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when pain becomes my teacher

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back pain 2The Four Noble Truths are basic to Buddhist practice. They originate with the Buddha’s first sermon near Varanasi/India in 528 BC. The tell us that (1) there’s suffering; (2) there’s a cause or origin of suffering; (3) there’s an end to suffering; and (4) there’s a path out of suffering.

Nothing fancy, just that life if filled with suffering (among other things).  But I don’t suffer, you say. My life’s going pretty well. I have what I need, I like what I like, and tomorrow is another day. Or, you might admit that, yes, there’s suffering (or discomfort, or issues, or problems, or challenges) in my life and I don’t like them. I wish they’d go away. Maybe when I find the right partner, the new job; when my health improves, my finances get sorted, and my boss eases up on me, then I’ll be all right. Or when this economic crisis ends, global warming gets under control, and there’s no more war, then I’ll be happy. Meanwhile, how can I get out of what you call ‘suffering’? How can I stop the pain, the discomfort, the injustice?

But that’s not the First Noble Truth: it simply states that there is suffering. Here’s an example of how it works for me. For the last week I’ve been experiencing pain in my lower back. It hurts when I get up from a lying or sitting position. I hurts when I bent, also when I lift things. I don’t like any of this! What’s more, it scares me to have this pain for which there’s little relief or remedy. So the lamenting voice starts whining within: O no! I’m getting old and decrepit. I don’t like this inconvenience. I fear that I can’t go to work anymore, etc. What starts as a sensation (occasional pain) expands into a catastrophe (there goes my quality of life).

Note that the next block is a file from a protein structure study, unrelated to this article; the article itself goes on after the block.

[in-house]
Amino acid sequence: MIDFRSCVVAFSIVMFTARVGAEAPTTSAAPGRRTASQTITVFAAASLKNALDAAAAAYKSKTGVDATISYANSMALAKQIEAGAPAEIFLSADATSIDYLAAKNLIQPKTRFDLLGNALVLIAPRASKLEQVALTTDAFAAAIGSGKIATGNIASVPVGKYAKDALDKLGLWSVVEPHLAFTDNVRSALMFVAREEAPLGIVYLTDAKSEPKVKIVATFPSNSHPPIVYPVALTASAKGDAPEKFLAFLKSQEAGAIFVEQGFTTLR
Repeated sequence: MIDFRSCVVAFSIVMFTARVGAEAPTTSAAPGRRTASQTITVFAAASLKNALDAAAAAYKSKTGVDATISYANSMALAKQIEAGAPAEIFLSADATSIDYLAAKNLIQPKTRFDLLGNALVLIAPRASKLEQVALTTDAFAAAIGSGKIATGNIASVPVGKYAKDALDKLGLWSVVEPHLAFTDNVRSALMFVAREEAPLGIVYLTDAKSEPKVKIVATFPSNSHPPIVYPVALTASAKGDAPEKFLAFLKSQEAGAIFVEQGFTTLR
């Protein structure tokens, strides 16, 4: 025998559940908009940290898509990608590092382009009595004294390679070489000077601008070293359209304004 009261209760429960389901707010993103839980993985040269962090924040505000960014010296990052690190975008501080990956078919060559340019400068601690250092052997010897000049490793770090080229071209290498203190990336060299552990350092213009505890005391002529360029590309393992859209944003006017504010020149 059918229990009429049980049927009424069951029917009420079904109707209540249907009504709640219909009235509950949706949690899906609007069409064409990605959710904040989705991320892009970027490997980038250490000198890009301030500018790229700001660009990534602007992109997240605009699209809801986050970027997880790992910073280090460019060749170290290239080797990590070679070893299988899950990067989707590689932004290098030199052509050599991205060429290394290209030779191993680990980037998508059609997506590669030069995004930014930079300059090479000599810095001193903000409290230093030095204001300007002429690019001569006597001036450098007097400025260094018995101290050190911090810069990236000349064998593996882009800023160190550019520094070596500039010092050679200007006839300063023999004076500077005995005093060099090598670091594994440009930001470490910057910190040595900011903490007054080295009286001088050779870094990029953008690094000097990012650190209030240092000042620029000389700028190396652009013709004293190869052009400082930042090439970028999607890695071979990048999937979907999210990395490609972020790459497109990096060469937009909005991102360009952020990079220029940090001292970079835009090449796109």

The First Noble Truth reminds me to accept the fact that it hurts when I get up. That’s all. Everything else is of my own making — and Voila! there’s the edge of my practice. Back pain becomes my teacher.

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2 responses »

  1. I think the idea is good but you need to modify it a little.

    Reply

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